Reading is not the same practice as it once was. More than a decade ago, James Sosnoski predicted that the cultural shift toward computer-assisted reading which was already emerging would increase exponentially. He said, “Future advances in technology are likely to bring us pocket computers with the look and feel of books and to provide for us not only the text but also loads of complementary materials” (161). Sosnoski’s predictions could not have been more accurate; reading engines like tablets are now more popular than ever. In fact, the popularity of modern reading engines has given rise to what some refer to as a tablet war. We are not only using new technologies; we are also arguing over which models are the best. Articles like this one are released to help people guide their purchases. Videos are made for the same purpose. The following video is an example of a typical tablet comparison.
Why does the widespread emergence of tablets matter? Never before has such a small, portable device been capable of giving readers access to eBooks, newspapers, magazines, document files, and the full and nearly boundless content of the internet at the same time. I also think tablets provide us with a new opportunity to experiment with open hypertexts. Eva-Maria Jakobs describes such hypertexts as “‘open to modification and alteration” (362). Much of what is available on tablets can be interacted with by readers. For example, Sosnoski says he likes to insert comments in files sent to him before returning them to the author or editor (162). A tablet is capable of opening the file, allowing comments to be entered, and then returning the document via email. Editing and collaboration have become almost absurdly easy as well due to online applications like Google Docs.
Tablets also make it easy to perform selective reading practices such as skimming, pecking, and filtering as described by Sosnoski (165-168). Text can be enlarged for quicker skimming, it is simple to search for key words to find pertinent sections to read, and the vast number of resources available makes it easy to filter out what one desires to examine more closely. Users also have access to a wide variety of hypertext genres. Jakobs’ description of a hypertext as “an on- or offline accessible, functionally determined subnet of modules with a certain communicative purpose, organized by an overarching thematic idea” (357) fits well with the functional goals of tablets capable of collecting texts which can be read offline or searching for information from a variety of thematic categories online.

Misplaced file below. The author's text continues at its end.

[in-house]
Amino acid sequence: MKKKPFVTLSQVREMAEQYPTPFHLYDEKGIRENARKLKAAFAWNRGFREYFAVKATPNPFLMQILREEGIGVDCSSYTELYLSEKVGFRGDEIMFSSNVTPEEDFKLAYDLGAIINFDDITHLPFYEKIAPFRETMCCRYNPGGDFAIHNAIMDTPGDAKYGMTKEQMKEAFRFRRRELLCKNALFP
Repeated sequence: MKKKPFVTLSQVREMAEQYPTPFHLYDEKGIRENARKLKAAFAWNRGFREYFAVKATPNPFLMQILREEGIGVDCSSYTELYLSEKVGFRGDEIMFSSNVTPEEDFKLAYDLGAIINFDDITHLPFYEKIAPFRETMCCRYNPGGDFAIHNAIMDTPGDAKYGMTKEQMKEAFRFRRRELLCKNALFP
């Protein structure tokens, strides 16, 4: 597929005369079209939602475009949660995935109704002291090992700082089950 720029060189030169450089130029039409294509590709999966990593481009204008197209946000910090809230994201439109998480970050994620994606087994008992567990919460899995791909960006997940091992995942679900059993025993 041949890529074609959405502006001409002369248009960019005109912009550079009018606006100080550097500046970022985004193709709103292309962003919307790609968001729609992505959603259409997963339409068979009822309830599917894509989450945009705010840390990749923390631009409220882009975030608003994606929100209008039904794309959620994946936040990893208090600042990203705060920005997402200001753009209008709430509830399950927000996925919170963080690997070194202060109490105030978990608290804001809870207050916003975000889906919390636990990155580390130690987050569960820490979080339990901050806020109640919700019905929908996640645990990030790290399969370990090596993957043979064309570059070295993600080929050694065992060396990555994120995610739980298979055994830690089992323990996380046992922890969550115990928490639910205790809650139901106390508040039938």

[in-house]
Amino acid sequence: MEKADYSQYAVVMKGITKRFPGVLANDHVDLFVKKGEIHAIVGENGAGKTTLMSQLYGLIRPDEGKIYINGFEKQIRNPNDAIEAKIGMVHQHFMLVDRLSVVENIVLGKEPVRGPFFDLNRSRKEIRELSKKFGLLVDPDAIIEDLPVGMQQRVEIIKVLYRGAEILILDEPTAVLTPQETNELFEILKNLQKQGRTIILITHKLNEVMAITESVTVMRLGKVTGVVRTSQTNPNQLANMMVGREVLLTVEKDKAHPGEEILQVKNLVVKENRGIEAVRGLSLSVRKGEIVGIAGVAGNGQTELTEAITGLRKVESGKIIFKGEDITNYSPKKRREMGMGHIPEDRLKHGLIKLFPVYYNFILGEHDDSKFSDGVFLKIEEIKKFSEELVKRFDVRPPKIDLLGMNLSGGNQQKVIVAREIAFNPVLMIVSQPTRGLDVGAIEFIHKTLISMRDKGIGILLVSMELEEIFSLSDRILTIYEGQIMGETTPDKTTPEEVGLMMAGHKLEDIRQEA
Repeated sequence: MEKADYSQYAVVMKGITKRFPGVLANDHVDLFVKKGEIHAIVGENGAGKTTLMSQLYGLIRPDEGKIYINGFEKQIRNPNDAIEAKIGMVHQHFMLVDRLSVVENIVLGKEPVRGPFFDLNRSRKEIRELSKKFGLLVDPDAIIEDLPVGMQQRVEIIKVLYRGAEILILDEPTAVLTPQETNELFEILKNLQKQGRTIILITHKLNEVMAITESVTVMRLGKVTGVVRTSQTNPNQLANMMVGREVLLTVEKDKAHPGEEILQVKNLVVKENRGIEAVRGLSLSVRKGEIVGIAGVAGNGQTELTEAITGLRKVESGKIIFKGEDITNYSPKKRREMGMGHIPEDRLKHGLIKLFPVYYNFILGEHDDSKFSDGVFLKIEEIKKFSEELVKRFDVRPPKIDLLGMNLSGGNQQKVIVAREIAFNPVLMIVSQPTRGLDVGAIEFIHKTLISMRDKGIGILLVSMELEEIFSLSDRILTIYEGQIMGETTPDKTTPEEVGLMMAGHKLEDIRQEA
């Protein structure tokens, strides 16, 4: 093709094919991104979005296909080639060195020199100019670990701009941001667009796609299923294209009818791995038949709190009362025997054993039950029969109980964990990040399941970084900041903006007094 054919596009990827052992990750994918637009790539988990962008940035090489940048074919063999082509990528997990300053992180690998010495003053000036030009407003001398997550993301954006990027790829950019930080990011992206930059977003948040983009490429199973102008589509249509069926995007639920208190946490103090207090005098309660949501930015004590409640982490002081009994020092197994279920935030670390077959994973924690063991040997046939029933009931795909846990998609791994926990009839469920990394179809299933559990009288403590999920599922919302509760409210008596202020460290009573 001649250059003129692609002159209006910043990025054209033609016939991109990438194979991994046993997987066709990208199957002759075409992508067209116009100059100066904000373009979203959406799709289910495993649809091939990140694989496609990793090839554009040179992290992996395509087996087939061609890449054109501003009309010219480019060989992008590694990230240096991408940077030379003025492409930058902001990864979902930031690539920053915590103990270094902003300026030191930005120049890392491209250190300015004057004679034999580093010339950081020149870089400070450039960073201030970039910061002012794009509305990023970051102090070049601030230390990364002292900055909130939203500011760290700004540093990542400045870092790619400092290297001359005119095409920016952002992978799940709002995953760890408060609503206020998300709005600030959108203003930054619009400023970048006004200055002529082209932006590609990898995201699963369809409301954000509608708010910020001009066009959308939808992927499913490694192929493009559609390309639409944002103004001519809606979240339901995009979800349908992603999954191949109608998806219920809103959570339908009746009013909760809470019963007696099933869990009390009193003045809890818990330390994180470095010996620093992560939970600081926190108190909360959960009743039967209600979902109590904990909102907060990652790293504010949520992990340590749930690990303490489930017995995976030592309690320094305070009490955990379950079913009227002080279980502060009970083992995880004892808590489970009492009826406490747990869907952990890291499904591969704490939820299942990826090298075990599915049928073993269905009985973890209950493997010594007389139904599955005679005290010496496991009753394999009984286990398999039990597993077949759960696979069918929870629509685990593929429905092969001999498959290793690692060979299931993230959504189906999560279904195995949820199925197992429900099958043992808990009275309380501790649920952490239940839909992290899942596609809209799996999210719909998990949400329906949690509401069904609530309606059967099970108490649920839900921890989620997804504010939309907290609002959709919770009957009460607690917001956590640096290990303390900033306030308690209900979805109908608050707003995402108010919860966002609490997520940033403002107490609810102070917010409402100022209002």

In spite of the value of tablets as new purveyors of hypertexts, I wonder what effects the growing popularity of tablets will have on readers. Clearly, texts are becoming more accessible and interactive. Information can be gathered more quickly and searched for helpful content more easily. What advantages remain for the traditional book? As Sosnoski says, “hypertexts are designed for skimmers” (167). I believe there is still value in reading a whole text without consciously trying to filter, skim, and otherwise alter the reading experience for the sake of convenience and efficiency. On a more personal note, I have yet to find the substitute for the feel of a book in my hands or the smell of an old text which has remained untouched for years. Something about traditional books helps me to concentrate. Working at a library during my high school years gave me the distinct impression that many people, especially those old enough to remember what reading was like before the emergence of eReaders and tablets, have the same nostalgic reaction to and liking for traditional, physical texts.
The comparison of new reading engines and traditional texts leads me to ponder the future of reading. Sosnoski thinks that both electronic reading methods and traditional texts will continue to persist since they accomplish different objectives (172). I cannot feel as certain about this. In a few hundred years, I wonder if electronic texts will come to dominate reading practices in the United States. After all, such texts allow for greater interaction and accessibility while having the potential to be much cheaper than traditional texts which require physical materials to create. Will there come a day, perhaps a thousand years from now, when paper books will be found mainly in museums? What will be lost if electronic reading methods become completely dominant? Will we all become dedicated scanners of text who rarely read the whole of any literary work? Only the future will reveal the permanent impact of current trends.